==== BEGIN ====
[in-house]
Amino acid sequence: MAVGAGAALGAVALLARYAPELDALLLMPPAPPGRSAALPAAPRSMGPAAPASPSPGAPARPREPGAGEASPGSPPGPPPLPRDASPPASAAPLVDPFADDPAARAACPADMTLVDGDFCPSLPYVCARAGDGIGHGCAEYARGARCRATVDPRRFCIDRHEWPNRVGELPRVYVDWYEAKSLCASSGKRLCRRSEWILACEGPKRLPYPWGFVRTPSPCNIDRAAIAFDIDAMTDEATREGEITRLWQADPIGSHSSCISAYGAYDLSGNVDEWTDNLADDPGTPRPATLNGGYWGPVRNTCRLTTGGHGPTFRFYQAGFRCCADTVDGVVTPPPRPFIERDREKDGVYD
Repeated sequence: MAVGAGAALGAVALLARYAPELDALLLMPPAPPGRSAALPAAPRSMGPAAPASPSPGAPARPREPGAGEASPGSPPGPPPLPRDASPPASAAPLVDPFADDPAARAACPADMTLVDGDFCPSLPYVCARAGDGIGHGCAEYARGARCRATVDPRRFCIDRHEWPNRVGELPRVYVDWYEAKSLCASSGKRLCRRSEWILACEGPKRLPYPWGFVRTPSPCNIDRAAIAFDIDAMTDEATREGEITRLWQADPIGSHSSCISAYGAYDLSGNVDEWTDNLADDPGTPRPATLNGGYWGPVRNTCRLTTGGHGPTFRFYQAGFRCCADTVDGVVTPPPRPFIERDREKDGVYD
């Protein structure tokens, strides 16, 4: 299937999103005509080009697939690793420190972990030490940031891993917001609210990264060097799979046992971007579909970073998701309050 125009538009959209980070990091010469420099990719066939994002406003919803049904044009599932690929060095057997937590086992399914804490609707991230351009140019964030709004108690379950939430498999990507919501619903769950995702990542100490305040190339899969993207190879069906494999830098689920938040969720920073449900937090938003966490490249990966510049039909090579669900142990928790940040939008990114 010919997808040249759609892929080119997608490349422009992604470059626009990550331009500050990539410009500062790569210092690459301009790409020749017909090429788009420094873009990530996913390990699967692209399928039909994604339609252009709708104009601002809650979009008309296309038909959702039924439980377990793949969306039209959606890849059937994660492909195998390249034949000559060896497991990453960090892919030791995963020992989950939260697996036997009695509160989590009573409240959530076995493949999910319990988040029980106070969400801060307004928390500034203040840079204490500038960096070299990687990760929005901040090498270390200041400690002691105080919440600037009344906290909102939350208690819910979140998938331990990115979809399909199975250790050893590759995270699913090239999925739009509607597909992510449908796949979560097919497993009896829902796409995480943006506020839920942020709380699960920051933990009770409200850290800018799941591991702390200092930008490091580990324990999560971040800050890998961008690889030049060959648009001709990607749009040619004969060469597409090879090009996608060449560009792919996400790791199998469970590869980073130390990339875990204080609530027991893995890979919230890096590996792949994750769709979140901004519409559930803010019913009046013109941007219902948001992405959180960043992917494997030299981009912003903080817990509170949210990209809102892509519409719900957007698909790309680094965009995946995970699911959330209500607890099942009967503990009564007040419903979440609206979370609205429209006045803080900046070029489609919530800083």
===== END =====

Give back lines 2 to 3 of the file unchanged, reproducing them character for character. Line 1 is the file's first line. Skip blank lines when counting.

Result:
Amino acid sequence: MAVGAGAALGAVALLARYAPELDALLLMPPAPPGRSAALPAAPRSMGPAAPASPSPGAPARPREPGAGEASPGSPPGPPPLPRDASPPASAAPLVDPFADDPAARAACPADMTLVDGDFCPSLPYVCARAGDGIGHGCAEYARGARCRATVDPRRFCIDRHEWPNRVGELPRVYVDWYEAKSLCASSGKRLCRRSEWILACEGPKRLPYPWGFVRTPSPCNIDRAAIAFDIDAMTDEATREGEITRLWQADPIGSHSSCISAYGAYDLSGNVDEWTDNLADDPGTPRPATLNGGYWGPVRNTCRLTTGGHGPTFRFYQAGFRCCADTVDGVVTPPPRPFIERDREKDGVYD
Repeated sequence: MAVGAGAALGAVALLARYAPELDALLLMPPAPPGRSAALPAAPRSMGPAAPASPSPGAPARPREPGAGEASPGSPPGPPPLPRDASPPASAAPLVDPFADDPAARAACPADMTLVDGDFCPSLPYVCARAGDGIGHGCAEYARGARCRATVDPRRFCIDRHEWPNRVGELPRVYVDWYEAKSLCASSGKRLCRRSEWILACEGPKRLPYPWGFVRTPSPCNIDRAAIAFDIDAMTDEATREGEITRLWQADPIGSHSSCISAYGAYDLSGNVDEWTDNLADDPGTPRPATLNGGYWGPVRNTCRLTTGGHGPTFRFYQAGFRCCADTVDGVVTPPPRPFIERDREKDGVYD